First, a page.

The fluvial flux of carbon (C) from terrestrial to marine environments represents an important component of the global C-cycle, which can transfer C from the atmosphere to sedimentary storage. Fluvial fluxes of C are also an essential resource for freshwater ecosystems, critical for habitat heterogeneity and function. As such it is crucial that we are able to quantify this flux accurately. However, at present there are a number of different techniques used to quantify concentrations of fluvial C, and these techniques vary in their accuracy. In this article, we compare particulate organic carbon (POC) measurements derived from two commonly-used techniques; a simple combustion and loss-on-ignition (LOI) technique, and an oxidative–combustion and carbon dioxide (CO2) detection technique. The techniques were applied to water samples collected from 10 contrasting reference-condition, temperate river ecosystems. The POC measurements derived from the LOI technique were up to 16 times higher (average four times higher), than those derived from the oxidative–combustion and CO2 detection technique. This difference was highly variable both across the different river ecosystems and within each river ecosystem over time, suggesting that there is no simple way of converting the mass measured by LOI to estimates of fluvial POC. It is suggested that the difference in POC measured by these two techniques is a consequence of: (1) the loss of inorganic carbon at LOI combustion temperatures of > 425 °C, (2) the potential during the LOI combustion stage to lose hygroscopic and intercrystalline water, not completely driven off by the drying stage at temperatures of < 150 °C, and (3) the variable C content of fluvial organic matter, meaning that the simple application of a fixed correction factor to values obtained from the LOI technique may not be appropriate. These findings suggest that oxidative–combustion and CO2detection techniques are preferential for quantifying fluvial POC.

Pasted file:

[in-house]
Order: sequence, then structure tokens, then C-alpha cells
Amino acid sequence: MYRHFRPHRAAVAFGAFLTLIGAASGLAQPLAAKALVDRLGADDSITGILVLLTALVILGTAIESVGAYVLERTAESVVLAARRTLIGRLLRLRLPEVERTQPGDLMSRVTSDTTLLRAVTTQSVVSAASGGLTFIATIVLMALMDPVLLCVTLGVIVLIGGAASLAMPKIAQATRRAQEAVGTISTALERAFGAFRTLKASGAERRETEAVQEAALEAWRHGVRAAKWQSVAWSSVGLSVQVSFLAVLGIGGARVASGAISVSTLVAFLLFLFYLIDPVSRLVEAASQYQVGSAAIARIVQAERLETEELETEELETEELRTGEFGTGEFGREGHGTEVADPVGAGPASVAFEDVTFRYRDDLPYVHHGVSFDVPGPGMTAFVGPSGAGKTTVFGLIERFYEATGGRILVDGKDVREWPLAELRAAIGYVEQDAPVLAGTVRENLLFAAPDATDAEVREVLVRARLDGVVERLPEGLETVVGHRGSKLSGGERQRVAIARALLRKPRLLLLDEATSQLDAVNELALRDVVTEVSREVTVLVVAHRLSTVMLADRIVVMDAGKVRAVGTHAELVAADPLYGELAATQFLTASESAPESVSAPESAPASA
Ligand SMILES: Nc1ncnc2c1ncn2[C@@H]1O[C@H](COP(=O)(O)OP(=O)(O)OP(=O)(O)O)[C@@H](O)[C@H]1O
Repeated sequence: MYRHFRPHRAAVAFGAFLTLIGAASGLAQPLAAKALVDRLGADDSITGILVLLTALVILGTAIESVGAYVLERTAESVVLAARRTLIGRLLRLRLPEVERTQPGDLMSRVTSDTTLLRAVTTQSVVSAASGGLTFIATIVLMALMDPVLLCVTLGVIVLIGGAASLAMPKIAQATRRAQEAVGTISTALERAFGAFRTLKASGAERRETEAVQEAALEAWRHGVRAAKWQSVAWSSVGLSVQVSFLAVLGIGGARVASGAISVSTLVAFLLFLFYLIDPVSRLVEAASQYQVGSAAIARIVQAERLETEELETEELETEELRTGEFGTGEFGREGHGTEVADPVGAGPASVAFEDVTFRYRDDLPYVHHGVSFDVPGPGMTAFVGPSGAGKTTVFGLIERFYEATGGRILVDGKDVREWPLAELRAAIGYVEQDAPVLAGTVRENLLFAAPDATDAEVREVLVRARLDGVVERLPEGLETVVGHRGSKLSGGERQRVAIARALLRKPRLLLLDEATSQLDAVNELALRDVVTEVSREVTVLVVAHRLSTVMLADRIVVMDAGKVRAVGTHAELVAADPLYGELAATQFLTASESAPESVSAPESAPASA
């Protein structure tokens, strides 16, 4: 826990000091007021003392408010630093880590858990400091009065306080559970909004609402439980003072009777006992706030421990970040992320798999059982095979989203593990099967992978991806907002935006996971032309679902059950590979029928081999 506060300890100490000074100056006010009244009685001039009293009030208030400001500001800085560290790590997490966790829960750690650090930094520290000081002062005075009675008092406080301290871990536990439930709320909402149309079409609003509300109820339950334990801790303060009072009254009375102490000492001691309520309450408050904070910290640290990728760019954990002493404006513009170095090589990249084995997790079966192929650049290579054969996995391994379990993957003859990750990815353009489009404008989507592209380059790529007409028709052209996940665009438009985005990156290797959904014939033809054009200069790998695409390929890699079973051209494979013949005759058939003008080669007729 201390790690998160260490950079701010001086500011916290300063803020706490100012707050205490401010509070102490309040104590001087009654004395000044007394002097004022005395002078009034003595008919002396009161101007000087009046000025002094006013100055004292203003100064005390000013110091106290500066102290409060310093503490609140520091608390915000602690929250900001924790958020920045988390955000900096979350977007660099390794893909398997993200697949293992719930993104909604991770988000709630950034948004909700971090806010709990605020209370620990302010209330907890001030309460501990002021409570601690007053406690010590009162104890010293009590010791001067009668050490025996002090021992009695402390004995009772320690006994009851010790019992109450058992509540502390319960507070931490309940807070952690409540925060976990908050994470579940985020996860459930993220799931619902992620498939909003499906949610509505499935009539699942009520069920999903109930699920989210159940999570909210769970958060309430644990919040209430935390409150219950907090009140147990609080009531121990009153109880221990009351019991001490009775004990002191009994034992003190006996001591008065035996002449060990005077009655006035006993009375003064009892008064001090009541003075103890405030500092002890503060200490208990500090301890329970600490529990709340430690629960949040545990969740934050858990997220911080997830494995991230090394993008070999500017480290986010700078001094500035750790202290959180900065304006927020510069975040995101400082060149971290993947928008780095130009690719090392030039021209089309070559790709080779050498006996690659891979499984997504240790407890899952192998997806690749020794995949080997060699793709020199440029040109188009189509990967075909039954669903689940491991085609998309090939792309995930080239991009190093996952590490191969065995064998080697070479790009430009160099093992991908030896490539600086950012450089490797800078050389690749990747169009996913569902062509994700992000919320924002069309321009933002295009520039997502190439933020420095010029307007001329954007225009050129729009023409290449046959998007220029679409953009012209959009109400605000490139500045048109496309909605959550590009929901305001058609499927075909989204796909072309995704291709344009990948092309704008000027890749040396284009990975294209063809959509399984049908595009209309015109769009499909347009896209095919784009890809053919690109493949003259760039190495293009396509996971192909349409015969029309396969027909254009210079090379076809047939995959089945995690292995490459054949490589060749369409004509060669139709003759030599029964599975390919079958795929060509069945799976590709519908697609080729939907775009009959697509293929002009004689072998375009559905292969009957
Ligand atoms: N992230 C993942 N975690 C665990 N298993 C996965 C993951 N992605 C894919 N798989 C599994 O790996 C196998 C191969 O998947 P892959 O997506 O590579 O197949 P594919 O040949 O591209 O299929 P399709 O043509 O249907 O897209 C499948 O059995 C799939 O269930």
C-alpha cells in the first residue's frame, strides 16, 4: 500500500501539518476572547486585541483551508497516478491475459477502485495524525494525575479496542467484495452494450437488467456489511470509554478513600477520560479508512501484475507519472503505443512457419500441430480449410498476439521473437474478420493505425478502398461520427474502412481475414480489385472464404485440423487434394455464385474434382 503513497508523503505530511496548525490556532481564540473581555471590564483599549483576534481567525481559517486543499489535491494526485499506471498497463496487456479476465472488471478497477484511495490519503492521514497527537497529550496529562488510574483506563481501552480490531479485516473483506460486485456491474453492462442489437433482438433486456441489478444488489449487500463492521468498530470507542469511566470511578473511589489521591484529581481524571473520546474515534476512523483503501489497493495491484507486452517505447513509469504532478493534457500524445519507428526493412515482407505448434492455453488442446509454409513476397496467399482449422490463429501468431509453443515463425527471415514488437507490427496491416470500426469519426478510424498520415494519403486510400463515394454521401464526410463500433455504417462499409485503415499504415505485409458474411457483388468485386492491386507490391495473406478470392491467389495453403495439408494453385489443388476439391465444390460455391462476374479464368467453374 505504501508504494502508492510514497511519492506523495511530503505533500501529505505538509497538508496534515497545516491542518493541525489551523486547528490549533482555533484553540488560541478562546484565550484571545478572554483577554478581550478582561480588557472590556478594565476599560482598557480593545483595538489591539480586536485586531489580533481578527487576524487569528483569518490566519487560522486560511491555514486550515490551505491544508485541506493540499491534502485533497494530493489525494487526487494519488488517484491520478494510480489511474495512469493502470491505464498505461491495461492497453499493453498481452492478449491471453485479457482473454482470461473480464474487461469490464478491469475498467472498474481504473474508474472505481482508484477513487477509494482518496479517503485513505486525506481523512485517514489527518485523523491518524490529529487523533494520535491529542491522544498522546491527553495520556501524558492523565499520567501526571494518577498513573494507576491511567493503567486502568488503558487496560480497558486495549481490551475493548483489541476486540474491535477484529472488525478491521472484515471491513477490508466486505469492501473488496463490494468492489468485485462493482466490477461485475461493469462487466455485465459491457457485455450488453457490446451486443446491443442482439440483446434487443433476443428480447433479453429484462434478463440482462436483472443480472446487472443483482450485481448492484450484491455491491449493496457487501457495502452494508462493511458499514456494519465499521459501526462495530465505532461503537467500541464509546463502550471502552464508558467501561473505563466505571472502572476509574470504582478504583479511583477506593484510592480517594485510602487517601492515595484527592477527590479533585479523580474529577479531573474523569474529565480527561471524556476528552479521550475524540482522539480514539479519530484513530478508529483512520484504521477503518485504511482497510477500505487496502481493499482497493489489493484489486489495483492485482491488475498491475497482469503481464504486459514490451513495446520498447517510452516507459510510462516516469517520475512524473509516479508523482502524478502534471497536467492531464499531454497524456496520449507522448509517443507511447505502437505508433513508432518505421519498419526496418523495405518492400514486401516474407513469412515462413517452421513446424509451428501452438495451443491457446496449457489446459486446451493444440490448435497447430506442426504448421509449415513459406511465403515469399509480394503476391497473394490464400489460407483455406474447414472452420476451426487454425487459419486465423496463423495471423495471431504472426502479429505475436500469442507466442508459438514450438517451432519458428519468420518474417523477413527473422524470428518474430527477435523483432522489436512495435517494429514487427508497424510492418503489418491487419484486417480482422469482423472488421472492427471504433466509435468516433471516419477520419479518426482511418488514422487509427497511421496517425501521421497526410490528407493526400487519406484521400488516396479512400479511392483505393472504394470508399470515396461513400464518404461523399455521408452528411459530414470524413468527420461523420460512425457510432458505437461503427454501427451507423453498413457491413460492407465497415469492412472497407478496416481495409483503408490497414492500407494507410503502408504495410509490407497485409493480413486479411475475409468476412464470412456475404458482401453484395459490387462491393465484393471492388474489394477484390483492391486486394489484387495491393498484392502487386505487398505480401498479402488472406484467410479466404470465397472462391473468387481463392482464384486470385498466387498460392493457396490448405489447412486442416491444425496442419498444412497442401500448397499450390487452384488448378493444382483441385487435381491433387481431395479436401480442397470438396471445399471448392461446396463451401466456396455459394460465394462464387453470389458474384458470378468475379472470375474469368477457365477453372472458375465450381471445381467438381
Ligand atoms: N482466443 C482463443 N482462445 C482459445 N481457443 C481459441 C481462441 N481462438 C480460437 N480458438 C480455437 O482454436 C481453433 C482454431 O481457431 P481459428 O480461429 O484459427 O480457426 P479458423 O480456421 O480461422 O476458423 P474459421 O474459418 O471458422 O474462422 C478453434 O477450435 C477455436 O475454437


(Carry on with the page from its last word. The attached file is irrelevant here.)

|Number of pages||7|
|Journal||Earth Surface Processes and Landforms|
|Publication status||Published - 1 May 2014|
Bibliographical noteCopyright © 2013 John Wiley & Sons, Ltd.
- particulate organic carbon
- suspended sediment
- elemental analyser
- volatile organic matter